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Anonymous Coward
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01/22/2013 10:28 AM
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Re: The TSHTF guide to fish and bird antibiotics
Thanks for the good work. Great info.

Anti biotics are good for bactrial infections.

Now you need to work on radiation posioning and biowar antivirals.


hf
ehecatl

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Mexico
01/22/2013 10:29 AM
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Re: The TSHTF guide to fish and bird antibiotics
In Mexico it used to be to buy an antibiotic you just go to a pharmacy and ask for it.

A couple of years ago they passed a law that you need a prescription to buy antibiotics.

It is true that excessive use of antibiotics for conditions where they are not effective, or by not completing a treatment, may cause bacteria or viruses to mutate to more resistant forms. Fortunately most people on the street seem to be aware of that now.

So now you go to the pharmacy and ask for the antibiotic, and the pharmacist may chat with you for a minute about it's use and purpose, and may or may not charge about (equal to) a dollars extra, and then write the prescription and sell you the antibiotic. (Most pharmacies have Mexican MD's on staff).

A much better system IMO ;)


Oh, and concerning "probiotics", used to reestablish good intestinal bacteria, I have lots of experience with those issues from my first few years in Mexico, before I developed stronger resistance to higher bacteria levels in street food.

It is true that yoghurt is good for general use for a healthy stomach, but to reestablish the correct bacteria in a troubled stomach, or to avoid a bout of diarrhea, what seems to work best is the type of cheese that they call Mozzarella in the US. Here the same cheese is called Oaxaca. Eat a half pound of Mozzarella cheese and it will be more economical and possibly more effective than a pharmacy product.

Last Edited by ehecatl on 01/22/2013 10:43 AM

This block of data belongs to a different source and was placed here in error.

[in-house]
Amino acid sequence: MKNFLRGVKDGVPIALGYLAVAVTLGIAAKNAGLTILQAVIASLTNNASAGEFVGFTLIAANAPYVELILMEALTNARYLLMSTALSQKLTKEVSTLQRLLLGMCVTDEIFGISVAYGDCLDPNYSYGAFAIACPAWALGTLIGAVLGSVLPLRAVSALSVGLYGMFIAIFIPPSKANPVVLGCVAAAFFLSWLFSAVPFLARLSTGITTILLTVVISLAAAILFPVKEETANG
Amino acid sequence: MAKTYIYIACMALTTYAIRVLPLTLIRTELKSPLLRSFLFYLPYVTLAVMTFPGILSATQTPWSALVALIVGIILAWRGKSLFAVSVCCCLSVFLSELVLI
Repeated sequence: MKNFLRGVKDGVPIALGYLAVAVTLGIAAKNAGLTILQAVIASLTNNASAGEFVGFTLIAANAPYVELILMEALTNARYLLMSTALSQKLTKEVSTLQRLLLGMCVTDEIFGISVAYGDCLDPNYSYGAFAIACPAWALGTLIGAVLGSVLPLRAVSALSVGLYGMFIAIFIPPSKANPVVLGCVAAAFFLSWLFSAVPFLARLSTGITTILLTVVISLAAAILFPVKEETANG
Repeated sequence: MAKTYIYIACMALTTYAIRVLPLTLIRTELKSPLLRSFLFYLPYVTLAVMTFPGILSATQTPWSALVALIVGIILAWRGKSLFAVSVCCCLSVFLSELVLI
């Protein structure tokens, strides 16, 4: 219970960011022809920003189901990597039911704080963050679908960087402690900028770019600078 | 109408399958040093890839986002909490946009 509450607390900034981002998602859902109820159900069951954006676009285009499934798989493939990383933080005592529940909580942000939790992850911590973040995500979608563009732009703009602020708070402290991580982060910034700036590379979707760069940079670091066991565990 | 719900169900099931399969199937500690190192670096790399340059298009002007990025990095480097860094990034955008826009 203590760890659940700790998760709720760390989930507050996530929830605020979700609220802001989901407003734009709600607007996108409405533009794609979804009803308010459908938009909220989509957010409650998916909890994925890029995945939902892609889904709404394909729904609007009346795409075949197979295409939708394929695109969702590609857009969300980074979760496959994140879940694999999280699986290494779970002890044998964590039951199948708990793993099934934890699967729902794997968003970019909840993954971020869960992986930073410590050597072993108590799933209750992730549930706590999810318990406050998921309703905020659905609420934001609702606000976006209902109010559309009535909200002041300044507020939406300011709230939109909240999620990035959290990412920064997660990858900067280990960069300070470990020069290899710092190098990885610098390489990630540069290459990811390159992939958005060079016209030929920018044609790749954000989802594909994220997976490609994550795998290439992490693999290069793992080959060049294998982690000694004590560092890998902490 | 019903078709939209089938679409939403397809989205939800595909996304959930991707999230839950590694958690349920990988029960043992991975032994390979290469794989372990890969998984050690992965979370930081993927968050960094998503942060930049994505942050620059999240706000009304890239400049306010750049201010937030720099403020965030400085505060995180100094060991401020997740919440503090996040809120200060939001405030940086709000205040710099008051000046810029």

my name is 905

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01/22/2013 10:49 AM

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Re: The TSHTF guide to fish and bird antibiotics
OP, you said....

P.S.
I am also putting together an emergency trauma guide for lacerations, chest trauma and emergency suturing techniques , but I don't know if I have the guts to post it here... maybe, depending upon how this goes...hf
I really want to help people be able to help themselves if TSHTF, but here are so many considerations...I guess I will wait to see how this thread goes, and maybe post it when finished.) Also I am aware of colloidal silver, oregano and other products, but this thread is to discuss antibiotic therapy for those interested in this particular topic. I know there are other good threads on this, I am just giving the list I compiled, FWIW.



Thanks for the thread. Please do post the emergency trauma guide as well.

Last Edited by my name is 905 on 01/22/2013 10:51 AM
phoenixe

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Germany
01/22/2013 10:52 AM
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Re: The TSHTF guide to fish and bird antibiotics
the pitty is, you get them easily anywhere but in Germany.

any advice/suggestions how to get them here?
Anonymous Coward
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United States
01/22/2013 10:57 AM
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Re: The TSHTF guide to fish and bird antibiotics
Five star thread, thanks!!red_heartbump
Anonymous Coward
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United Kingdom
01/22/2013 11:05 AM
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Re: The TSHTF guide to fish and bird antibiotics
You prepper-tards will self dose and make yourselves deaf, fry your livers, induce serious diarrhea and resulting dehydration or even kill yourselves outright because of incorrect antibiotic use.

There is a reason doctors, pharmacists and medical scientists spend years studying this stuff, its fucking complicated, meaning you cant just wing it.

Antibiotics can be dangerous medications, its not like using aspirin, you really have to know what you are doing.

I have 5 years of microbiology, specifically bacteriology education under my belt and even have experience in antimicrobial compound research... and unless it was SHTF i wouldn't be comfortable self dosing or even dosing others unless they had serious signs of say an anerobic wound infection which would probably lead to gangrene without treatment.